WyzeCam also says it can detect the sound of smoke and carbon monoxide detectors, and alert you when it hears them. Apparently, no one told my WyzeCam or my smoke detector this. When I ran a test, the former quietly pretended not to know or hear the latter, and did nothing.

Winner: Nest Cam

WyzeCam is, again, good enough, but not nearly as good as Nest Cam.

Unsettling Orwellian-ness

Both Nest and Wyze say they securely encrypt the video they transmit. But as mentioned earlier, the Nest Cam sends every pixel of video through its own servers before it reaches your screen. As of September 2018, the WyzeCam has gained the ability to be turned on and off remotely – previously, it was always on no matter what, albeit streaming only over your local network – but still sends any alert videos it captures into the cloud via a series of third-party hosting providers. Previously, some of those companies were based outside the U.S.; in a Reddit thread, a Wyze engineer now says the company's using only U.S.-based companies to route U.S. traffic.


Wyze has improved here, but neither company can fully guarantee the security or privacy of your data.


Both apps reliably notified me of motion or sound. Sometimes a little too reliably. Be prepared to get a ton of notifications, although both apps let you adjust the sensitivity of motion and sound detection. Both let you set times of day when you will or won't receive notifications, and Nest's app can use its Home/Away function to automatically turn on the camera when you leave the house.

Both apps are very, very, VERY diligent in notifying you of sound or motion.

Nest's app supports multiple cameras and provides a live preview of each active camera's video feed. That comes in handy if you want to keep an eye on multiple offspring simultaneously. The Nest app and Nest Cam also integrate with Nest's other products, a variety of other connected home gadgets, and popular automation services such as IFTTT.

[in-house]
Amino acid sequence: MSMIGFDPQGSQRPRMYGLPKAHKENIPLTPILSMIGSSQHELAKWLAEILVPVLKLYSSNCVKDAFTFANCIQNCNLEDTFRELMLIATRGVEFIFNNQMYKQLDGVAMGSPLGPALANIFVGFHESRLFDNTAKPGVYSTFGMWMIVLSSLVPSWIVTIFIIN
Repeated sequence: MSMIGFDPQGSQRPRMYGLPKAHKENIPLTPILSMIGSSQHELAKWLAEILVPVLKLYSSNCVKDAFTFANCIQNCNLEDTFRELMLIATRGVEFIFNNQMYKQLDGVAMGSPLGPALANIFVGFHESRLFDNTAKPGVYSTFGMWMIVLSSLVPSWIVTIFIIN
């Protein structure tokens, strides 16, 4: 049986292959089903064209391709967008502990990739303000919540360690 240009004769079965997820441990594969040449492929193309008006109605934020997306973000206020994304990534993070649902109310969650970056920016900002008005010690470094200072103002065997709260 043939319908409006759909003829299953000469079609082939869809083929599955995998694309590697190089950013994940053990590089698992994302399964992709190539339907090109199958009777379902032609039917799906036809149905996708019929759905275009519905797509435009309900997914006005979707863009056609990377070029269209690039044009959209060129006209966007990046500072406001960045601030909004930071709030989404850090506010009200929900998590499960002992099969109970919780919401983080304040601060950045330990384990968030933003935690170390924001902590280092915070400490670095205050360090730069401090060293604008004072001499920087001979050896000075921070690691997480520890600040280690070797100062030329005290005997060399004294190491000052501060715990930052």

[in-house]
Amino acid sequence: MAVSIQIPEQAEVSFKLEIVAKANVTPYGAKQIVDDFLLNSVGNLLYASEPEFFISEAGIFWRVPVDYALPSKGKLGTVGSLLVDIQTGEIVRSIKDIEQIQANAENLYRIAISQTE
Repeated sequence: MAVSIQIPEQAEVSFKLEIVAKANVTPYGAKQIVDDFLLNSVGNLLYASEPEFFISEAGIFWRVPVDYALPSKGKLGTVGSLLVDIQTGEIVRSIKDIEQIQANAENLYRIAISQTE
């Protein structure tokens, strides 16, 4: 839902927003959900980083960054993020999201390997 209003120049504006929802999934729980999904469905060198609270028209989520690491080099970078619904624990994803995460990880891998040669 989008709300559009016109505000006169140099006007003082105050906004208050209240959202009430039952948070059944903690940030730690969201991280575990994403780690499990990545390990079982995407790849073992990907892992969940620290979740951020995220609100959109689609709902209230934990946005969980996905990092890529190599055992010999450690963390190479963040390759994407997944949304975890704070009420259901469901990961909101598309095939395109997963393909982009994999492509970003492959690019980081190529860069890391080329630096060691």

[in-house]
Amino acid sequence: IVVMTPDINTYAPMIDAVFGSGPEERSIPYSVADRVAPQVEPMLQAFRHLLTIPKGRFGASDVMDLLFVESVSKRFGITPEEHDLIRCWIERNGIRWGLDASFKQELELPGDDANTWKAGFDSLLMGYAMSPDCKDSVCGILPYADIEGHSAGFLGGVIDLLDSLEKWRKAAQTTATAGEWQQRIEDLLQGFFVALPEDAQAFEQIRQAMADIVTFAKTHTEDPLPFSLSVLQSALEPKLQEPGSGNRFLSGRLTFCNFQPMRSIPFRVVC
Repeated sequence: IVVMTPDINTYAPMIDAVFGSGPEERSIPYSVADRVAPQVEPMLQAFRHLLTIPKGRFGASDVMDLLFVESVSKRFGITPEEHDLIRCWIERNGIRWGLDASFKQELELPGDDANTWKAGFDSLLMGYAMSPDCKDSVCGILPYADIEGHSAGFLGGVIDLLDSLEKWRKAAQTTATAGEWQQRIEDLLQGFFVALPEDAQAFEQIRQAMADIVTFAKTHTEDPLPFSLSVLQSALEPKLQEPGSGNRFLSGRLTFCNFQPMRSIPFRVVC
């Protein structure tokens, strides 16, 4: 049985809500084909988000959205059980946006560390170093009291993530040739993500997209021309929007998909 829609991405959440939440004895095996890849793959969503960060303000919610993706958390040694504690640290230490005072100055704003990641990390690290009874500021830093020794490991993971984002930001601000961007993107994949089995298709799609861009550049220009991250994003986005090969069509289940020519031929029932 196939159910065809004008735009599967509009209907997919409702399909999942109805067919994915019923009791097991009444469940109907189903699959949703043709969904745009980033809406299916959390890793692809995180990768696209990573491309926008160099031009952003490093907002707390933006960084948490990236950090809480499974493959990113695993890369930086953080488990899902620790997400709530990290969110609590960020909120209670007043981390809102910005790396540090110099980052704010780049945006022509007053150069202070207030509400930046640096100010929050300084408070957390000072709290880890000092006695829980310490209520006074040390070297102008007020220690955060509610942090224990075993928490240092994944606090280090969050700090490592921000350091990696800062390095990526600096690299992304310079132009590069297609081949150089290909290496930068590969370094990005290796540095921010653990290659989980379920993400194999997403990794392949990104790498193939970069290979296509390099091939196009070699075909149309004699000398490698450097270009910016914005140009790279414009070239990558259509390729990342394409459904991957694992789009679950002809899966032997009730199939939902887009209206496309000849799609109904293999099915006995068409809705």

Nest Cam's main interface includes a live preview of each connected camera.

Nest's interface also integrates notifications with the video feed when you hold your phone or tablet vertically. You can filter by motion or sound, and scroll through a timeline of noted incidents without leaving the live feed. Without a subscription (see below), you'll only see image thumbnails, timestamps, and the duration of the noticed motion or sound.

In vertical orientation, Nest Cam shows alerts alongside the live video feed.

Despite these niceties, Nest's app never worked reliably with our Nest Cam. For weeks at a time, with no apparent reason, we'd struggle to turn the camera on through the app. We'd flip the switch, wait and wait and wait while different areas of the app told us the camera was either on or off, and then wander away and check back minutes later to find the camera on, or not.

Also, we could never seem to make it through an entire night with the camera on. Again and again, we'd wake up to "Nest has experienced an unknown error. Try again." Which is, you know, not great when you want to hear when your child has woken up.

Nest Cam's app can also run on desktop computers via Nest's web site, which can be convenient if your phone or tablet is out of juice or otherwise employed. WyzeCam only works with its iOS or Android apps.

WyzeCam's app supports as many cameras as you care to add, though it doesn't integrate with other smart devices or automation tools. There's no live preview; you get a still image from each camera that may or may not reflect what it saw the last time you checked it.

No live previews on WyzeCam's main interface -- just still images. Note that I've blurred the feed from one camera for privacy reasons.